Case In Point
Pay Equity Compliance: An Update from the Supreme Court of Canada
Date: June 7, 2018
The Supreme Court of Canada recently rendered two decisions in two separate cases pertaining to Quebec’s Pay Equity Act (Act) that serve as a reminder to all employers of the importance of complying with their governing pay equity legislation.
The Act came into force in 1996 to address systemic discrimination against women and to ensure employers provide equal pay for work of equal value. It applies to both public and private sector employers with more than ten employees. In order to ensure compliance, the government later adopted the Act to Amend the Pay Equity Act in 2009. This legislated a system of mandatory audits every five years, rather than an ongoing obligation to maintain pay equity.
In Quebec (Attorney General) v Alliance du personnel professionnel et technique de la santé et des services sociaux, the Supreme Court of Canada agreed with the Court of Appeal of Quebec and declared certain sections of the Act to be unconstitutional as they breached the equality rights in section 15 of the Canadian Charter of Rights and Freedoms (Charter). The three sections of the Act at issue in this case were:
- Section 76.5—requires adjustments in compensation to be made payable from the date of the audit posting
- Section 76.3—requires the results of the audit, but not the date of the audit to be posted
- Section 103 para 2—provides that compensation adjustments cannot be addressed by the Pay Equity Commission (Commission) in Quebec before the date of the audit posting, except in cases where there is a finding that the employer has acted “in bad faith or in an arbitrary or discriminatory manner.”
In the majority decision, Justice Abella noted that “the impugned provisions perpetuate the pre-existing disadvantage of women.” The sections had a discriminatory impact. Pay adjustments were not immediately applicable and pay inequities were endured for five year periods.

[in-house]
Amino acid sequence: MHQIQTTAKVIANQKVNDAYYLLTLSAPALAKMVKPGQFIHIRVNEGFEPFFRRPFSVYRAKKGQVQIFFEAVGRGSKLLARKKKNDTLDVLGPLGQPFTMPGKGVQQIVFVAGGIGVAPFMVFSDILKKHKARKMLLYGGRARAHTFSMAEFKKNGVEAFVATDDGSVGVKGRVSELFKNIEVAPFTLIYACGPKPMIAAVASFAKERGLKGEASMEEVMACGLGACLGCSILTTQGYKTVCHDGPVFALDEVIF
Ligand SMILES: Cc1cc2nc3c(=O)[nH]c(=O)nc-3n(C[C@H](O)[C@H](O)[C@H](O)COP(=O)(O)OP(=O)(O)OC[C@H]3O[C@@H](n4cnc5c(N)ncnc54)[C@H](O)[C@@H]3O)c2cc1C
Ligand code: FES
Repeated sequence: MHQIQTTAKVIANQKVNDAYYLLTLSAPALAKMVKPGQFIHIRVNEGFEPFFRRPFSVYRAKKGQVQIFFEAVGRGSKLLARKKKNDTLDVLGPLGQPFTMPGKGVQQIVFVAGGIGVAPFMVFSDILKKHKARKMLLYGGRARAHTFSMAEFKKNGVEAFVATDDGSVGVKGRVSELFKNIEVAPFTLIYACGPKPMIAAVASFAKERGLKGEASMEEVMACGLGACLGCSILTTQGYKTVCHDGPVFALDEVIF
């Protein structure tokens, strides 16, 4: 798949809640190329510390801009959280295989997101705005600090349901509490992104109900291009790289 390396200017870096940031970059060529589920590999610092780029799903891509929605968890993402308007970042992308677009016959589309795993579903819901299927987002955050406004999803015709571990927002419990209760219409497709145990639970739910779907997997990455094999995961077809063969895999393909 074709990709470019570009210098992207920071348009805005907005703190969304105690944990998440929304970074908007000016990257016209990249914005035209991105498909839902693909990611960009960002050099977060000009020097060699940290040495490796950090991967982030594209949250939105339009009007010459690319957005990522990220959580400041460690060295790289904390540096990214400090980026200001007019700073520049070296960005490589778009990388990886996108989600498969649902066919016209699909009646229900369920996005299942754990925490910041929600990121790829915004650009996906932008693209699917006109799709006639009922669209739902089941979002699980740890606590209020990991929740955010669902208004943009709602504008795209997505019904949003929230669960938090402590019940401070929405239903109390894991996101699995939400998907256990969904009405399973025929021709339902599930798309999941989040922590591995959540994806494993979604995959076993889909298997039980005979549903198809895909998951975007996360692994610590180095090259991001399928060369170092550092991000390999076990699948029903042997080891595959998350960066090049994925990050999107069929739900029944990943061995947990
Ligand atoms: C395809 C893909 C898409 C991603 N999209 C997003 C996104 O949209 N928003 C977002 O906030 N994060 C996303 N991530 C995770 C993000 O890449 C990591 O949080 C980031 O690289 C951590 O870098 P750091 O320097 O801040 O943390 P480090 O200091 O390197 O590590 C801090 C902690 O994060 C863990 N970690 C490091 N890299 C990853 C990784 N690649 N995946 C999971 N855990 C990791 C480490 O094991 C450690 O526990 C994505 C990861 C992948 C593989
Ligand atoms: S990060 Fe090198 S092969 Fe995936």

In Centrale des syndicats du Quebec et al v Attorney General of Quebec, the Supreme Court of Canada determined that section 38 of the Act was constitutional. When the Act first came into force, there was no method for assessing adjustments where there was not a male comparator. The Commission was given regulatory authority to conduct research and establish a methodology. However, the Commission did not establish a methodology immediately and the two-year grace period provided by section 38 further delayed pay equity in workplaces without male comparators. A six-year delay to pay equity ensued. The delay caused by section 38 was challenged as a breach of section 15(1) of the Charter.
Although there was a delay in implementing pay equity methodology for workplaces without a male comparator, the Court determined that the outcome resulted in a greater benefit than harm and was not unconstitutional.
Employers in Quebec impacted by this legislation should be aware of these decisions and should review any pending revisions to the Act.
In addition, while the decisions are specific to the Quebec legislation, they are a cautionary note to employers everywhere to ensure that they are pay equity compliant – regardless of the province in which they are operating.